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Author Topic: Child Labor and Child School Dropping in Cambodia by ILO  (Read 13492 times)


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Child Labor and Child School Dropping in Cambodia by ILO
« on: November 28, 2013, 01:36:15 PM »
In Cambodia’s capital city, Phnom
Penh, one in every nine households
employs someone to do the
That someone is a child.

Why does child domestic labour exist in Cambodia?
n Cambodia, child domestic labour has been common for a
long time, but it has grown as a result of poverty, rapid
population growth, the movement of people from country
to city, and a weak education system. Today it is widely
accepted by people in all walks of life and often favourably
Many families, especially in rural areas, think their children will
find a better life if they go to live with another family (often in
the city) and, in exchange, work in their house. Some families
think their son or daughter will be sent to school and will just
help out at the same time. Some families hope the child will
have a better place to live, decent clothes and good food. In
some cases this may be true. But it is more likely that the child,
especially a girl, will have to sacrifice schooling to get the
housework done for other people. And even if the child goes to
school, it is likely she will be too tired to study, be regularly
absent or just drop out because it is too hard to work and study
at the same time. And some children found themselves in a
situation which was so different from what they thought it
would be, and considered themselves trafficked to work in
domestic labour.
Child domestic labour is high-risk, because it
happens behind the closed doors of a private home
and no-one can really know what is happening.
Cambodia is by no means the only country where children can
be found in domestic labour. Child domestic labour is
widespread across the globe. We do not know enough about
children who toil in their own homes as domestic helpers, often
for long hours and instead of going to school, but we are

beginning to build up a detailed picture of the lives of children
who work in other people’s homes.
We do not include in this children who just lend a helping hand
at home, maybe by washing the dishes after a meal or cleaning
their room from time to time. Taking some responsibility for
helping out at home is a good thing for children; it helps them
to see that they contribute to the family and it teaches them
skills and habits they will use as they get older.
Without us knowing, children in domestic labour are
in a very different situation.
They are often
• deprived of the chance to study,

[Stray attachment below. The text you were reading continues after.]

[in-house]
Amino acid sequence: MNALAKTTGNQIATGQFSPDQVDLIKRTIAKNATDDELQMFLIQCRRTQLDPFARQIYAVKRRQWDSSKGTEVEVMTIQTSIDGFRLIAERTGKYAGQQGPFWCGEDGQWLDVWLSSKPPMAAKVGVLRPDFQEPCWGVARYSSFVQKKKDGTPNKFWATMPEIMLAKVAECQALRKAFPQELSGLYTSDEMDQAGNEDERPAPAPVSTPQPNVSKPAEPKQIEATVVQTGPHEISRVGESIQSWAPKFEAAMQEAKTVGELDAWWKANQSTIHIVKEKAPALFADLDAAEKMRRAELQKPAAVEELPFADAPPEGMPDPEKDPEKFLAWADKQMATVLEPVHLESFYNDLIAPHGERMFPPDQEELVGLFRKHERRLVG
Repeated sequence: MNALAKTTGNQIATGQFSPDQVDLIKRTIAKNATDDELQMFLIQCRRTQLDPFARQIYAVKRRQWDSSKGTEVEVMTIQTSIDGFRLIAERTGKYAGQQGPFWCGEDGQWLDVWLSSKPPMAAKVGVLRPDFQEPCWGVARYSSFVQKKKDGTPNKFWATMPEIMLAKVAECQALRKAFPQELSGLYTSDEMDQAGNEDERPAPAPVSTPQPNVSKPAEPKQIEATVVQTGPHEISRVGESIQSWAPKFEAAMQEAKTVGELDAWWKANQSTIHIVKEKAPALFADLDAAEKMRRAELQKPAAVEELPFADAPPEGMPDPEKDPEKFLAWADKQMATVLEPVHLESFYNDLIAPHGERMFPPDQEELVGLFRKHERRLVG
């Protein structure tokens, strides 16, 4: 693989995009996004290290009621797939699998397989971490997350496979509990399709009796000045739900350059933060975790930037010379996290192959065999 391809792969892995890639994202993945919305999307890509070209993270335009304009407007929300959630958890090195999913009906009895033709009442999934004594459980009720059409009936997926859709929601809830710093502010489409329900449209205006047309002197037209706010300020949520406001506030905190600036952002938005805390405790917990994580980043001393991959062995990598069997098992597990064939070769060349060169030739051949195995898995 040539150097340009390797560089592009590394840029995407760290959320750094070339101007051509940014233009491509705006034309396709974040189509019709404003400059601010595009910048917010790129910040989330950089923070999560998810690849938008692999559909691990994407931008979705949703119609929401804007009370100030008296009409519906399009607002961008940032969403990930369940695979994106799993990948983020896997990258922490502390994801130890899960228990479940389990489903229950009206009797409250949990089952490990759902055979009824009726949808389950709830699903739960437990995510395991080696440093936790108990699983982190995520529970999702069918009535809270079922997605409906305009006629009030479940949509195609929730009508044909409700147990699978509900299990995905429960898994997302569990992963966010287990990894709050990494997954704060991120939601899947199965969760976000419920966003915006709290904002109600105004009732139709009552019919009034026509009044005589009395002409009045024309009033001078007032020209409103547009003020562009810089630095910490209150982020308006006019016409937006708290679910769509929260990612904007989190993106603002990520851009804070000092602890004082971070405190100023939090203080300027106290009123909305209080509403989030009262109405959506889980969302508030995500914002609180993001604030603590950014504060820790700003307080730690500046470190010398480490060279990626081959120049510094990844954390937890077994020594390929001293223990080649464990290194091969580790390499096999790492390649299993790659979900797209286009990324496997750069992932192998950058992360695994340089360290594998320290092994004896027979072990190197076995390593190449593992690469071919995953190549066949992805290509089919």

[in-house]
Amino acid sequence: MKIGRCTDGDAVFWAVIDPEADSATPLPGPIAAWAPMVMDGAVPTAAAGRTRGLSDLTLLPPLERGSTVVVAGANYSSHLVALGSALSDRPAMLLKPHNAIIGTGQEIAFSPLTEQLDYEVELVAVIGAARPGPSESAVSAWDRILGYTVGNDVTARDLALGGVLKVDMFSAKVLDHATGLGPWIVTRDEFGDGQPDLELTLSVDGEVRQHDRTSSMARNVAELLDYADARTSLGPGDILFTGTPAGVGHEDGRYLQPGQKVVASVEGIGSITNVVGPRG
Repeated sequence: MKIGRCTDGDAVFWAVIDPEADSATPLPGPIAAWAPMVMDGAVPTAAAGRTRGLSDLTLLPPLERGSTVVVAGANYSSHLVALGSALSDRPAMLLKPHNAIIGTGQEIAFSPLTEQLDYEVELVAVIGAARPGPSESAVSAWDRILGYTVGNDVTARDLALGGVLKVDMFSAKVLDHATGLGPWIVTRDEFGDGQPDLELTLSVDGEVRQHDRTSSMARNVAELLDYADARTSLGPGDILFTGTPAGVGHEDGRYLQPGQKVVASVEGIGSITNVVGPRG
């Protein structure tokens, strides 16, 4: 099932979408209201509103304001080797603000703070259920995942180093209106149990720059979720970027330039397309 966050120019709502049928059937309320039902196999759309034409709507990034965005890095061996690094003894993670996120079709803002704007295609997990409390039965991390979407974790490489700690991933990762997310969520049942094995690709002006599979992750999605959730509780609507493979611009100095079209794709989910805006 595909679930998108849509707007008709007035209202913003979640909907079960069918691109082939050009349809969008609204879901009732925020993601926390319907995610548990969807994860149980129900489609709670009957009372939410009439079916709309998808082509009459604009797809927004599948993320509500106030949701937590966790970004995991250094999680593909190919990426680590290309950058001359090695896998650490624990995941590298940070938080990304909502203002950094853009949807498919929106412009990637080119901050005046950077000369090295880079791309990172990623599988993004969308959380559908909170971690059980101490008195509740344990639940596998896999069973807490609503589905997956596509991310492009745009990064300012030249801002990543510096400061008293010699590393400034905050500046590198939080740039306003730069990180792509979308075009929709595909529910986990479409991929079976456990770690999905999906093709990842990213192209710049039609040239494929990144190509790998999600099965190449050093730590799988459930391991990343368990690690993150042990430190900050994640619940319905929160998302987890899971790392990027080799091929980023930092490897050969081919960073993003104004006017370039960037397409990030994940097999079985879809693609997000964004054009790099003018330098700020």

• isolated from their family,
• forced to work long hours,
• with no contract,
• little or no pay and few or no rewards,
• no time off, and
• at risk of sexual harassment and abuse.
They cannot
• negotiate terms,
• insist on medical insurance or
• eat together with the house members, or
• set the conditions under which they toil.
They are frequently
• kept in the house and not allowed to go
• exposed to hazardous cleaning
substances or equipment that is too
difficult for them to use,
• shouted at,
• beaten, and
• humiliated.
And of course they miss out on the very thing that
will help them escape all this: school and the chance
to prepare a future that is safe, healthy and in which
they will be able to find a decent job, earn money
and choose the life they want.
For all these reasons, the International Labour Organization
(ILO) considers that child domestic labour can easily become
one of the worst forms of child labour. Each individual
Member State of the ILO nominates, on the basis of the
country’s realities, the worst forms of child labour it will move
to prohibit and eliminate as a matter of urgency.
The Government of Cambodia has included child
domestic labour in its National Plan of Action
against the worst forms of child labour.
In 2004, the National Institute of Statistics of Cambodia, as part
of a two-year programme of the ILO’s International Programme
on the Elimination of Child Labour (IPEC), completed the first
detailed survey of child domestic labour in Cambodia’s capital,
Phnom Penh (Child Domestic Worker Survey, Phnom Penh
2003). This was an important step in Cambodia’s efforts to
understand more about the exploited children, their families, the
homes they work in and the conditions they face.